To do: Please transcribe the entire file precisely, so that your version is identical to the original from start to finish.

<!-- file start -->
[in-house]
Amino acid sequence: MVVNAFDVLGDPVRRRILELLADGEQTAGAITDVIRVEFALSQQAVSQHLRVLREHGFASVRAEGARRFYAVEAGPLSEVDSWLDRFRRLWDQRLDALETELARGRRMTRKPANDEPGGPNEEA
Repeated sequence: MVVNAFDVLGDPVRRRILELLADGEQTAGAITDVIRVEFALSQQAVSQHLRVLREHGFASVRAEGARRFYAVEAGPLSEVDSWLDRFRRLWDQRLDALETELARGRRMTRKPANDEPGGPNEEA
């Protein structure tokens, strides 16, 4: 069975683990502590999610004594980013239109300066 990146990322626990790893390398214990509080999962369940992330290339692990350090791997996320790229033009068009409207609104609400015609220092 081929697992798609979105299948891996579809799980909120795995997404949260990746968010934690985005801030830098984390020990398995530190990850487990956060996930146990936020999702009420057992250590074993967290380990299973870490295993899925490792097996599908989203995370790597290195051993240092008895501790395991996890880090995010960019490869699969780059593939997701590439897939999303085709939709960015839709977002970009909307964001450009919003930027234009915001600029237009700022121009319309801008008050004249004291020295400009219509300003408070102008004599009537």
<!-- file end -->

[in-house]
Amino acid sequence: MVVNAFDVLGDPVRRRILELLADGEQTAGAITDVIRVEFALSQQAVSQHLRVLREHGFASVRAEGARRFYAVEAGPLSEVDSWLDRFRRLWDQRLDALETELARGRRMTRKPANDEPGGPNEEA
Repeated sequence: MVVNAFDVLGDPVRRRILELLADGEQTAGAITDVIRVEFALSQQAVSQHLRVLREHGFASVRAEGARRFYAVEAGPLSEVDSWLDRFRRLWDQRLDALETELARGRRMTRKPANDEPGGPNEEA
């Protein structure tokens, strides 16, 4: 069975683990502590999610004594980013239109300066 990146990322626990790893390398214990509080999962369940992330290339692990350090791997996320790229033009068009409207609104609400015609220092 081929697992798609979105299948891996579809799980909120795995997404949260990746968010934690985005801030830098984390020990398995530190990850487990956060996930146990936020999702009420057992250590074993967290380990299973870490295993899925490792097996599908989203995370790597290195051993240092008895501790395991996890880090995010960019490869699969780059593939997701590439897939999303085709939709960015839709977002970009909307964001450009919003930027234009915001600029237009700022121009319309801008008050004249004291020295400009219509300003408070102008004599009537």